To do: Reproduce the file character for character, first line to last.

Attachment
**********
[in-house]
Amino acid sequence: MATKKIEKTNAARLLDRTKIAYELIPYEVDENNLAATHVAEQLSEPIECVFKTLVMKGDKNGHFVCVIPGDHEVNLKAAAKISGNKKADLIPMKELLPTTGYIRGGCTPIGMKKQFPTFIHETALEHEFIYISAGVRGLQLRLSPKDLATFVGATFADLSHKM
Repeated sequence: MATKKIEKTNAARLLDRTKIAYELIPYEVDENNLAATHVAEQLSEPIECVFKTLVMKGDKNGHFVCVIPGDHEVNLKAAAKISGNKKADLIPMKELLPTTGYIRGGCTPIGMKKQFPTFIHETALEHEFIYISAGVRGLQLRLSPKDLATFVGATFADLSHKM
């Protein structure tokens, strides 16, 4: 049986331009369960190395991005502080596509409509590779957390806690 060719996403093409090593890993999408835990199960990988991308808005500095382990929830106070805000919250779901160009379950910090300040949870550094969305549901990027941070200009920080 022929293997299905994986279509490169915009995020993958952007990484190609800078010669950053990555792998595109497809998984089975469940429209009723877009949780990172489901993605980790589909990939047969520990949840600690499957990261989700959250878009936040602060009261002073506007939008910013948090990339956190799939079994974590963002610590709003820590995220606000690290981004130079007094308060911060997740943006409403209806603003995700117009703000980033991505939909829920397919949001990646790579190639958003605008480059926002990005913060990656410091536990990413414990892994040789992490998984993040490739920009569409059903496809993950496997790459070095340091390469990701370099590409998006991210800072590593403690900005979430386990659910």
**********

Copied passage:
[in-house]
Amino acid sequence: MATKKIEKTNAARLLDRTKIAYELIPYEVDENNLAATHVAEQLSEPIECVFKTLVMKGDKNGHFVCVIPGDHEVNLKAAAKISGNKKADLIPMKELLPTTGYIRGGCTPIGMKKQFPTFIHETALEHEFIYISAGVRGLQLRLSPKDLATFVGATFADLSHKM
Repeated sequence: MATKKIEKTNAARLLDRTKIAYELIPYEVDENNLAATHVAEQLSEPIECVFKTLVMKGDKNGHFVCVIPGDHEVNLKAAAKISGNKKADLIPMKELLPTTGYIRGGCTPIGMKKQFPTFIHETALEHEFIYISAGVRGLQLRLSPKDLATFVGATFADLSHKM
């Protein structure tokens, strides 16, 4: 049986331009369960190395991005502080596509409509590779957390806690 060719996403093409090593890993999408835990199960990988991308808005500095382990929830106070805000919250779901160009379950910090300040949870550094969305549901990027941070200009920080 022929293997299905994986279509490169915009995020993958952007990484190609800078010669950053990555792998595109497809998984089975469940429209009723877009949780990172489901993605980790589909990939047969520990949840600690499957990261989700959250878009936040602060009261002073506007939008910013948090990339956190799939079994974590963002610590709003820590995220606000690290981004130079007094308060911060997740943006409403209806603003995700117009703000980033991505939909829920397919949001990646790579190639958003605008480059926002990005913060990656410091536990990413414990892994040789992490998984993040490739920009569409059903496809993950496997790459070095340091390469990701370099590409998006991210800072590593403690900005979430386990659910």